Examine the traces of Romanticism that remain in Henry James's Daisy Miller.

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Ashley Kannan | Middle School Teacher | (Level 3) Distinguished Educator

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I think that there are some distinct traces of Romanticism in James's novella. One such remnant would be the work's depiction of social conventions. Romanticism was a movement predicated on the individual remaining apart from the larger social conventions that enveloped them.  In placing such a strong importance on the subjective, the Romantic thinkers sought to embrace non- conformity and placed importance on individuals remaining separate or distinct from the social realm. The outsider classification is highly Romantic, in scope.  The Romantic thinkers believed in the outsider as having more insight than one deemed an "insider."  For example, Wordsworth is an outsider in poems like "The Solitary Reaper" and Coleridge praises the outsider as the force of narration in "The Rime of the Ancient Mariner."  The "outsider" possesses a Romantic understanding that those who are socially accepted and conform to external notions simply lack. 

James echoes this in Daisy Miller.  Daisy herself is an "outsider."  She is unaware of the social conventions that seek to define her in Europe.  She is literally an "outsider" as she is from America. She is literally positioned on the outside and is perceived by "the insiders" as such.  In their initial interaction, Daisy's eyes are described as "singularly honest and fresh" as well as "wonderfully pretty."  In this description is not only a praising of an outsider, one whose beauty exists outside of socially conformed notions of the good, but also a lauding of the authentic expression of the "honesty" in her eyes, a definite element in Romantic construction of beauty.   James embraces and seizes upon this Romanticism in describing the initial attraction between both Winterbourne and Daisy:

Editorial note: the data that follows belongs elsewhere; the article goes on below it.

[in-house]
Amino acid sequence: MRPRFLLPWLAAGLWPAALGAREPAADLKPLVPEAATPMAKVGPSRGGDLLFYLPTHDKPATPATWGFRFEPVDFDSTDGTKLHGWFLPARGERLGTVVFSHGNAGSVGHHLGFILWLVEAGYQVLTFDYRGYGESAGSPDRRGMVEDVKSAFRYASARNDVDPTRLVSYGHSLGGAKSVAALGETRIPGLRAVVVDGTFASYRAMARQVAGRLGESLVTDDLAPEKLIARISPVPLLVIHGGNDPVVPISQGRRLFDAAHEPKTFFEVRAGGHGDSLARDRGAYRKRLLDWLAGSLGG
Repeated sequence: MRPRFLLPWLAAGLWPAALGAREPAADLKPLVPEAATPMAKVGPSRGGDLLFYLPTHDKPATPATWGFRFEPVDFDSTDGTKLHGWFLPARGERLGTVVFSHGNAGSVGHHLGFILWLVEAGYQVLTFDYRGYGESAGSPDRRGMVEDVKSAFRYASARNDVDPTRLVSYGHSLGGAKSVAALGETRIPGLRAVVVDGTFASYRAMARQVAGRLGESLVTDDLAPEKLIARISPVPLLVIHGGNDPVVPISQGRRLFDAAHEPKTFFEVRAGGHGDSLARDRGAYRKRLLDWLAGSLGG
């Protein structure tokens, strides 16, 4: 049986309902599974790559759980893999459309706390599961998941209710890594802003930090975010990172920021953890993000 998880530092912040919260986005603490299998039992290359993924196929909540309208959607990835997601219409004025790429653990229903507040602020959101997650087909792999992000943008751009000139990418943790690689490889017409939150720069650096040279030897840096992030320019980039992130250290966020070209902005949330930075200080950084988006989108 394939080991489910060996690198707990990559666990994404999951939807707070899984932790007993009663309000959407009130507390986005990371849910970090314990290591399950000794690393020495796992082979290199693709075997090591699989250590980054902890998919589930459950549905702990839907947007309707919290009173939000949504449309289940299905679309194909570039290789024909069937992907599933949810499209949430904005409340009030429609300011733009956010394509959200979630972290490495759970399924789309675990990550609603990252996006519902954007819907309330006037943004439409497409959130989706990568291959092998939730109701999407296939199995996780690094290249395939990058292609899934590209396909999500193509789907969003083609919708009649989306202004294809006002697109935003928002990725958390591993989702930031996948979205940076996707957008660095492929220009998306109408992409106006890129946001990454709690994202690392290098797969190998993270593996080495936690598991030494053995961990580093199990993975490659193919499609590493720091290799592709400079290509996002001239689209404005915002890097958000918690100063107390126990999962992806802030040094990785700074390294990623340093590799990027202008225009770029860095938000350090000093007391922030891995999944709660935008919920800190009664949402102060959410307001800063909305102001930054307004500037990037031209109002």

In Geneva, as he had been perfectly aware, a young man was not at liberty to speak to a young unmarried lady except under certain rarely occurring conditions; but here at Vevey, what conditions could be better than these?—a pretty American girl coming and standing in front of you in a garden.

The purity of attraction, reflective of the garden and natural conditions, are elements that lie outside of social conformity.  These are Romantic articulations of the good. Within this instant is a freedom and sense of unique expression that are fundamentally Romantic because of their true and real discovery. In this light, traces of Romanticism can be seen in James's description of Daisy.

Another trace of Romanticism can be seen in the perceived sense of tragic collision that Daisy suffers.  Romantic thinkers were attracted to the idea of the forlorn and marginalized voices that lived as the outsiders.  For example, the "Byronic hero" is often on the periphery of society and rarely experiences social acceptance.  When Shelley writes about the essence of poetry, he does so with an understanding that the poet is not going to experience full acceptance and validation within their existing social order.  This tragic predicament is seen in Daisy Miller.  When Winterbourne sees in her this tragic realization, it is poignant and highly Romantic in tendency:

Daisy turned very pale and looked at her mother, but Mrs. Miller was humbly unconscious of any violation of the usual social forms. She appeared, indeed, to have felt an incongruous impulse to draw attention to her own striking observance of them. "Good night, Mrs. Walker," she said; "we've had a beautiful evening. You see, if I let Daisy come to parties without me, I don't want her to go away without me." Daisy turned away, looking with a pale, grave face at the circle near the door; Winterbourne saw that, for the first moment, she was too much shocked and puzzled even for indignation.

The fact that Daisy experiences social ostracizing and then must die from a fever that she has little defense against is a reflection of the Romanticism in the work. She dies from her flouting of social conventions.  This is Romantic because it is almost as if Daisy's sense of purity and sense of unconformity was "too good" for the world around her.  She dies young and dies an unnatural death, which are elements of Romanticism.  Her death is a reflection of how social conformity still stands, taking the outsider voices of dissent as collateral damage.  This would be attractive to the Romantic thinker, and represents how traces of Romanticism can be found in James's work.

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